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Create a PFX

Whilst Certdog allows for certificates to be provisioned as PFX files (as well as JKS and PEM). There are occasions when you need to generate a PFX file using standard Microsoft tooling

In this example, we will generate a CSR (marking it as exportable), submit the request and obtain the certificate, then export as a PFX

Create the INF File

Create a .inf file as follows:

Signature="$Windows NT$"
Subject=", O=Comp Ltd, C=GB"
ProviderName="Microsoft RSA SChannel Cryptographic Provider"


[Extensions] = "{text}"
_continue_ = ""
_continue_ = ""
_continue_ = ""

The key items to edit here are:

  • Subject

    • Enter your required DN
  • Exportable=true

    • This marks the key that will be generated as part of the request, as exportable. Meaning we can export it as a PFX later
  • MachineKeySet=true

    • The keys will be stored in the Local Machine store. Certificates that are used by web servers or services will require the keys to be stored here. But this doesn’t really matter if your intention is to export the PFX for use elsewhere
  • HashAlgorithm

    • The hash algorithm e.g. sha256, sha512 etc.
  • KeyLength

    • The key length in bits
  • KeyUsage (Optional)

    • The key usages ORd together. Available values are:
  • Extensions (Optional)

    • Here you can specify extensions. In the example above we specify the extension which refers to Subject Alternative Names
    • Specify the required SANS. Available options for SANs are:
      • DNS
      • EMail
      • UPN
      • DirectoryName
      • URL
      • IPAddress
      • RegisteredId
  • CertificateTemplate (Optional)

    • If submitting to a Microsoft CA you may also specify the template name here

    • Note the name is the template name (doesn’t include spaces) rather than the template display name (which allows spaces)

    • You can specify the template when submitting to the CA later as well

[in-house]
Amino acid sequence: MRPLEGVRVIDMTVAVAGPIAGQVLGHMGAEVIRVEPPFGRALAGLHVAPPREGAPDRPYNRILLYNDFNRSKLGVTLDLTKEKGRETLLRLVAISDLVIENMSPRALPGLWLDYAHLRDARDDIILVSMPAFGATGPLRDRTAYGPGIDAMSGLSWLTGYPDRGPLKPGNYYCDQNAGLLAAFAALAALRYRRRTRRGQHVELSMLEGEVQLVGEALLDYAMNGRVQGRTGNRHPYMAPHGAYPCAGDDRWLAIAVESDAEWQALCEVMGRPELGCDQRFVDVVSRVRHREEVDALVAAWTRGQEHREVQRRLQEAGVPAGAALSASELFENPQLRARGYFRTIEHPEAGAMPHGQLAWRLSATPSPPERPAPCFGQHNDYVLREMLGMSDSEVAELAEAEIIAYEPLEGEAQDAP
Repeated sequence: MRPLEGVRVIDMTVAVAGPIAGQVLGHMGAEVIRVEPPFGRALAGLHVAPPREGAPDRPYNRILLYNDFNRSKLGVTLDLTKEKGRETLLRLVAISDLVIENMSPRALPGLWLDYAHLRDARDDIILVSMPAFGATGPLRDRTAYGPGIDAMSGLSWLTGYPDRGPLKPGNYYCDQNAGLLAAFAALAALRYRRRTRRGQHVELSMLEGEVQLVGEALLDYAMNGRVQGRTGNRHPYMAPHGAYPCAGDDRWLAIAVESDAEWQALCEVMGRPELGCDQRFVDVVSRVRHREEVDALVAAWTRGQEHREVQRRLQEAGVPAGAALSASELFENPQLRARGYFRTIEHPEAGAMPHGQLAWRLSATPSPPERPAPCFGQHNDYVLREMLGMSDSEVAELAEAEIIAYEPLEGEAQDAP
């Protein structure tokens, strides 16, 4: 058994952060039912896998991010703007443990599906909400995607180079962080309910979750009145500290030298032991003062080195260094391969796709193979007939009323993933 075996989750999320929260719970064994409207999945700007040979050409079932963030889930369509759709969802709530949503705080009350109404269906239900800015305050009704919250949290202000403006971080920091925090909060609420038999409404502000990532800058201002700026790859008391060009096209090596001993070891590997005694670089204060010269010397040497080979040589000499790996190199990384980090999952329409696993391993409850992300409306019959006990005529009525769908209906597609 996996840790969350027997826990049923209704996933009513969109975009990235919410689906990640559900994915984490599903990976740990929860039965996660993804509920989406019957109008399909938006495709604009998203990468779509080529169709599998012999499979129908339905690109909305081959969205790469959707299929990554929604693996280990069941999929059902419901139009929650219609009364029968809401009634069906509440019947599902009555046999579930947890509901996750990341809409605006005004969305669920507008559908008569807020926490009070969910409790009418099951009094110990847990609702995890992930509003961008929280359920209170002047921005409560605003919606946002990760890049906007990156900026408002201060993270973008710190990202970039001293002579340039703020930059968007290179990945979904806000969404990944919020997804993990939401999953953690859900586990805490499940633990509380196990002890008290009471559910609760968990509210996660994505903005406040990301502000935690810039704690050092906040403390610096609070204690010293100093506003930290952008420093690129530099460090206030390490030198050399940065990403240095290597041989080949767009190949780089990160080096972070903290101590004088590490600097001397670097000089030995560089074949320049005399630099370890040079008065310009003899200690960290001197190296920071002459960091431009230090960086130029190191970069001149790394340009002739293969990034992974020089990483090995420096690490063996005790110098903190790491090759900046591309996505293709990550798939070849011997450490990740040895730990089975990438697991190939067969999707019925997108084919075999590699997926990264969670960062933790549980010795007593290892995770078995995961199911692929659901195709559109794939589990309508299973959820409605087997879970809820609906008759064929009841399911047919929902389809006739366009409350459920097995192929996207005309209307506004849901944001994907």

Update as required and save the .inf file

Generate the CSR

Open a command prompt as Admin, navigate to where you saved the .inf file (e.g. request.inf) and type

certreq -new request.inf cert.csr

The request will be generated and saved to cert.csr

Submit the CSR for Processing

Follow normal processes to obtain a certificate from your CSR. If you have privileges to issue from a Microsoft CA, you may simply be able to run the following command:

certreq cert.csr

If you didn’t specify a template in the .inf file, you can do so now, as follows:

certreq -attrib "CertificateTemplate:SubCA" cert.csr

You will be prompted to choose the CA to send the request to

The certificate will be issued. Download this to the same location as the .inf file. E.g. cert.cer

Import the Certificate

We now import the issued certificate into the Windows store. If all is correct this will match up with the keys we generated when the CSR was created

Run the following

certreq -accept cert.cer

You may see output such as:

Installed Certificate:
  Serial Number: 450eaefcca0e939a7dff86039c8f5e4e
  Subject:, O=Comp Ltd, C=GB
  NotBefore: 16/11/2021 16:09
  NotAfter: 16/11/2022 16:09
  Thumbprint: d11475aed31aa89f17d5720d311e0a3afaa68853

But in some cases no output is observed. As long as no errors are received, things should be OK

Export as a PFX

You can now either open up mmc.exe, locate the issued certificate in the machine store and export

Or you can use PowerShell:

First, we need to get the certificate we imported. You can use the subject name to locate this:

$certificate = Get-ChildItem -Path Cert:\LocalMachine\My\ | Where-Object {$_.Subject -match ""}

Which should work OK if that’s the only certificate you have with that name

Otherwise, we can also specify the Thumbprint - this was displayed when we accepted the certificate above:

$certificate = Get-ChildItem -Path Cert:\LocalMachine\My\ | Where-Object {$_.Thumbprint -match "d11475aed31aa89f17d5720d311e0a3afaa68853"}

Then, we set the password we will export the PFX under:

$password="strongpassword" | ConvertTo-SecureString -AsPlainText -Force

And then export the certificate and keys as a PFX to a file:

Export-PfxCertificate -Cert $certificate -FilePath cert.pfx -Password $password

More info on certreq can be found here for more info

Using Certdog

Of course. This can all be performed with Certdog in a few clicks or a couple of REST API or PowerShell calls

E.g. The equivalent PowerShell to obtain the same from Certdog is:

login -username user -password $pass
$resp = Request-Cert -dn ", O=Comp Ltd, C=GB" -caName "Certdog TLS Issuer" -csrGeneratorName "RSA2048" -subjectAltNames @('','','') -teamName "My Team" -p12Password 'strongpassword'
Set-Content -Path cert.pfx -Value $resp.p12Data

…and that is all you need to do…

See here for issuing certs via the UI